The rest of my friends were just silent. “Well, that’s discrimination. You’re prejudiced,” I said expecting my friends to chime in and defend me, but no one did. Why weren’t they backing me up?
Later I figured out it was because they agreed. They agreed with her. That was the first day in my whole 11 ½ years alive that I had heard about this—this homophobia. It was just OK to hate? It blew my mind. I cried at home because it made no sense. (It still doesn’t.) I was glad I stood up to her, but because I did rumors naturally floated around that I must be a lesbian. I totally got Janis Ian’ed by Regina George. It sucked. Not even because my friends were talking about me, but because I didn’t even want to be friends with my friends anymore. It was devastating. The next three years were awful. I pretty much just stopped talking to anyone.
When junior high was over we all went to different high schools—I never saw any of them again. I made new friends, but you know what? When I graduated high school I never saw any of my brand new high school friends again, either! All of the gossip, fights, and silent treatments—none of those things mattered because they don’t! Junior high and high school are just a couple of chapters in your epic novel of a life. Everything feels so big and heavy and important and URGENT because they’re the people you see every single day and have to deal with. In the end, there isn’t a single fight I had with a friend that altered the course of my future. I learned some lessons, I made some mistakes, but that’s growing up. The school hallways though, that’s just melodrama. College on the other hand—now that’s a different story.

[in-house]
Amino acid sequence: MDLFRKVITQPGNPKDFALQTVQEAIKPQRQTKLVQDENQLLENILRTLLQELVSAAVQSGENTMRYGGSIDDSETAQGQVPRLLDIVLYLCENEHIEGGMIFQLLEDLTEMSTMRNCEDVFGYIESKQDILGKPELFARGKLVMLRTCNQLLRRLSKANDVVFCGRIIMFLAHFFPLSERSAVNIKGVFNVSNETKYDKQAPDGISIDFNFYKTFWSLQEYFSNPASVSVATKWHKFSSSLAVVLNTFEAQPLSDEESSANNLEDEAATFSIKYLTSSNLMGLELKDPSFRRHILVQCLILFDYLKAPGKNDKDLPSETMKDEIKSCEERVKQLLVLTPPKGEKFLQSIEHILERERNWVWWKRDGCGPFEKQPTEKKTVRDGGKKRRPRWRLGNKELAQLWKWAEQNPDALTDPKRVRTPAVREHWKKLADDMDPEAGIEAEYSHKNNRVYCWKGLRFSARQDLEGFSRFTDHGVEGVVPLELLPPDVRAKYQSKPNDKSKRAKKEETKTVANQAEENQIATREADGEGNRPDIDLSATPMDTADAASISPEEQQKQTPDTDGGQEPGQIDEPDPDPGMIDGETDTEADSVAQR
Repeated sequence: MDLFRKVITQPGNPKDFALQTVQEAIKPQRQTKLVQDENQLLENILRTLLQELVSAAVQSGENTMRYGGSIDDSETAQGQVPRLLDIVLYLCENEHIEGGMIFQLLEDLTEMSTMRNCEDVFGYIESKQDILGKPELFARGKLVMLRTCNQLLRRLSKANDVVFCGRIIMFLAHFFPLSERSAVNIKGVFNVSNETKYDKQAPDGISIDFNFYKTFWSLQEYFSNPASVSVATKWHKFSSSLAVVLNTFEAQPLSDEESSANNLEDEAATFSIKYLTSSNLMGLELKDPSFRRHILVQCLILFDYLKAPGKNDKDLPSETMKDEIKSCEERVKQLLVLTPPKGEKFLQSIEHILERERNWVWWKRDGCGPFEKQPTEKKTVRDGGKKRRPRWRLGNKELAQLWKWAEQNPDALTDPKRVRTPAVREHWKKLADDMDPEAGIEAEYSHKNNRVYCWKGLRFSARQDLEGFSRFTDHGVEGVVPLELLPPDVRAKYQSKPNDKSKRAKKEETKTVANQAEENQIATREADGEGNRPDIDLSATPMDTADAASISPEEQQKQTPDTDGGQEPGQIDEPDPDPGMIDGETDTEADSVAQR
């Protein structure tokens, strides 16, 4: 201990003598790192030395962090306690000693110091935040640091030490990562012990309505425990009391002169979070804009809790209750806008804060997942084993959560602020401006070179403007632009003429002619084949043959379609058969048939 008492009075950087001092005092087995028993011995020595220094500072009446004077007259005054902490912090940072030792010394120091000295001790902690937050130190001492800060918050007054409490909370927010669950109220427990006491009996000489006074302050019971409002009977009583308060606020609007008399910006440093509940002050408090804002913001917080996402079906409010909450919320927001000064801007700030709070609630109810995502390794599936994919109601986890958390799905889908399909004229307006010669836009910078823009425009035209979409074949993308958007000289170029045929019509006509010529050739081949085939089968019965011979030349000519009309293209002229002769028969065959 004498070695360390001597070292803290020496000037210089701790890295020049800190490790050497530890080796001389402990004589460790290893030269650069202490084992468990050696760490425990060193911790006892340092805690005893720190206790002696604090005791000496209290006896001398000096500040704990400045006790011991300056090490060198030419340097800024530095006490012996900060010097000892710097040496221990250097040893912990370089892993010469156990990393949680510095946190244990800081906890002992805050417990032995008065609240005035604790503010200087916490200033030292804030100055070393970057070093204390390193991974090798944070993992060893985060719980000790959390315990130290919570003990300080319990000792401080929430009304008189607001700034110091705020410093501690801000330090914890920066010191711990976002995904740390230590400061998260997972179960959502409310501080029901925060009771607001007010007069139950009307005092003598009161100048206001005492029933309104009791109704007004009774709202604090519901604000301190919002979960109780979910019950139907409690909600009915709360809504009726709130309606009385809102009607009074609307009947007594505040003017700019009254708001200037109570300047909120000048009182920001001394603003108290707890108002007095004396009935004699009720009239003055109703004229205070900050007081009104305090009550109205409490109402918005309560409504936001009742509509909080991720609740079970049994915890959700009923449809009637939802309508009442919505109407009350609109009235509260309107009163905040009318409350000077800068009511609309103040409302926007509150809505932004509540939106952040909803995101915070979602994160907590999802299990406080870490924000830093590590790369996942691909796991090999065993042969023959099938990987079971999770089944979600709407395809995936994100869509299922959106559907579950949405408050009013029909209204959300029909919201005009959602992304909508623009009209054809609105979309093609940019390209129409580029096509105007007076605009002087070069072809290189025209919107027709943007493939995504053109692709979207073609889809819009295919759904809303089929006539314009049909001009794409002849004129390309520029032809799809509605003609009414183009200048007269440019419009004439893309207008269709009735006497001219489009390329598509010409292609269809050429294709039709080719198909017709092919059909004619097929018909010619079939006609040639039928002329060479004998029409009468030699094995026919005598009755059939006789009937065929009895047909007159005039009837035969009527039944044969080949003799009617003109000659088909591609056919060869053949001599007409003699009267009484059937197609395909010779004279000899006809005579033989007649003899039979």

Are you constantly dealing with school drama? Let us know in the comments!